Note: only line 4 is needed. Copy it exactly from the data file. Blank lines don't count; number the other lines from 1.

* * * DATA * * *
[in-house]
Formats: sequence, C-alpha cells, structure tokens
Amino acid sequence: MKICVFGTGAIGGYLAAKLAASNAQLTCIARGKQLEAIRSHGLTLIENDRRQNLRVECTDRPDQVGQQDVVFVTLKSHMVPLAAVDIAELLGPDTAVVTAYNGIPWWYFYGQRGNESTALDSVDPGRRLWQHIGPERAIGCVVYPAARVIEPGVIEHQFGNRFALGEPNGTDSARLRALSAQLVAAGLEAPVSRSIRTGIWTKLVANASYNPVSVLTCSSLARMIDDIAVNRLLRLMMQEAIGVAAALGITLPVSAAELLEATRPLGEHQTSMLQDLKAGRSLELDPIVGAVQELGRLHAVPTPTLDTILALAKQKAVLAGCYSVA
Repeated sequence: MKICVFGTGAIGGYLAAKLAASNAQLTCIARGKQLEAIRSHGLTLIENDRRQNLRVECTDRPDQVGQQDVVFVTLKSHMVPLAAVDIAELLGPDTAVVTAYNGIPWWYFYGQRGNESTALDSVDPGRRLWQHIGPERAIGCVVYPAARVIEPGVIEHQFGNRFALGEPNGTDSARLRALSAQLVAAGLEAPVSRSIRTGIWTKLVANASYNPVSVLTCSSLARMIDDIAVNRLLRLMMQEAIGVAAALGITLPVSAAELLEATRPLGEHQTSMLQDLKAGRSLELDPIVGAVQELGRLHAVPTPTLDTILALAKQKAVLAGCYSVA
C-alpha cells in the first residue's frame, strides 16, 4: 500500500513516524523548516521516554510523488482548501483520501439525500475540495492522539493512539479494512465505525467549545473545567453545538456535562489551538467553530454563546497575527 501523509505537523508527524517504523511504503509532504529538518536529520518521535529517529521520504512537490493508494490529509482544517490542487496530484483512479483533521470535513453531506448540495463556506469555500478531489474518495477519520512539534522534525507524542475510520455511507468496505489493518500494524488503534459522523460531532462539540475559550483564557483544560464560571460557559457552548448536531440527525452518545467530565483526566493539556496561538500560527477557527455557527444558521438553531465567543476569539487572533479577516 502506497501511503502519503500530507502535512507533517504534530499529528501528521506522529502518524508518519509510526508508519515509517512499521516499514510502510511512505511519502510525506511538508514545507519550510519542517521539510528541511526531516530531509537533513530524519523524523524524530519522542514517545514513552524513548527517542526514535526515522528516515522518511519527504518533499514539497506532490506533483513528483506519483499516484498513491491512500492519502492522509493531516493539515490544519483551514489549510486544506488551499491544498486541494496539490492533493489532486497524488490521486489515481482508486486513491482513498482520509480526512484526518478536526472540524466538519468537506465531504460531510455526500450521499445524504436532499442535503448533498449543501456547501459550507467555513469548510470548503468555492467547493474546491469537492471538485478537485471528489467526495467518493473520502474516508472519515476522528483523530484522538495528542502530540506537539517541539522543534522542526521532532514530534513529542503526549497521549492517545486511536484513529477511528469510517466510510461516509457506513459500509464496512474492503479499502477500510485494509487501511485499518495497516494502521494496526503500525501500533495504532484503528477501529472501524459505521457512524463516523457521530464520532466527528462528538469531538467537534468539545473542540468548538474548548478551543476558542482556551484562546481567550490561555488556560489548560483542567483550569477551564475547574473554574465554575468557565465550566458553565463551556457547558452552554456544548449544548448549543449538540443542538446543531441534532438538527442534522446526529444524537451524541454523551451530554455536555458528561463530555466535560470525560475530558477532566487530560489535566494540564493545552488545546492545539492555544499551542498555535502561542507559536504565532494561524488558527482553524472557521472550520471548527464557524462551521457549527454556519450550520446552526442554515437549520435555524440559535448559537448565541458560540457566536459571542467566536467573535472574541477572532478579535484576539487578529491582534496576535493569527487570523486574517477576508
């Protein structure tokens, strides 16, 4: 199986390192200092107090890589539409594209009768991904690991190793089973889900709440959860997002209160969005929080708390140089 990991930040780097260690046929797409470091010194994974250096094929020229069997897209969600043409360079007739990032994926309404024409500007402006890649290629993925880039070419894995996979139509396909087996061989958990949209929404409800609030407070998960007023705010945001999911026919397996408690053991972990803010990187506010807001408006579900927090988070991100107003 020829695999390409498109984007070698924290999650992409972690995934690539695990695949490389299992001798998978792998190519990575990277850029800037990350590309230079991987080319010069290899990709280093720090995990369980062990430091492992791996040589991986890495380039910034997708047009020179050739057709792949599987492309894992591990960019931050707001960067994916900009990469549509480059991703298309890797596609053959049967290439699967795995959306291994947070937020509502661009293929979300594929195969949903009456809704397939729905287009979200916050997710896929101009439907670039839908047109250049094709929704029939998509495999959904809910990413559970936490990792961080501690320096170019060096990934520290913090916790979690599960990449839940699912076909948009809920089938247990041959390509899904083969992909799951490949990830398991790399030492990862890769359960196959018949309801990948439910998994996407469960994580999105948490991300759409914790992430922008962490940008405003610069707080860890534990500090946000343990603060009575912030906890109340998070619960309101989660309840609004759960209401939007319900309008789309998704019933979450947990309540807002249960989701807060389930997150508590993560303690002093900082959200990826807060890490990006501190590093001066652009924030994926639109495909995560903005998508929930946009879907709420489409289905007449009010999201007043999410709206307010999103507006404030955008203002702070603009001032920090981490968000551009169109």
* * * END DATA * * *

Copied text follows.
Repeated sequence: MKICVFGTGAIGGYLAAKLAASNAQLTCIARGKQLEAIRSHGLTLIENDRRQNLRVECTDRPDQVGQQDVVFVTLKSHMVPLAAVDIAELLGPDTAVVTAYNGIPWWYFYGQRGNESTALDSVDPGRRLWQHIGPERAIGCVVYPAARVIEPGVIEHQFGNRFALGEPNGTDSARLRALSAQLVAAGLEAPVSRSIRTGIWTKLVANASYNPVSVLTCSSLARMIDDIAVNRLLRLMMQEAIGVAAALGITLPVSAAELLEATRPLGEHQTSMLQDLKAGRSLELDPIVGAVQELGRLHAVPTPTLDTILALAKQKAVLAGCYSVA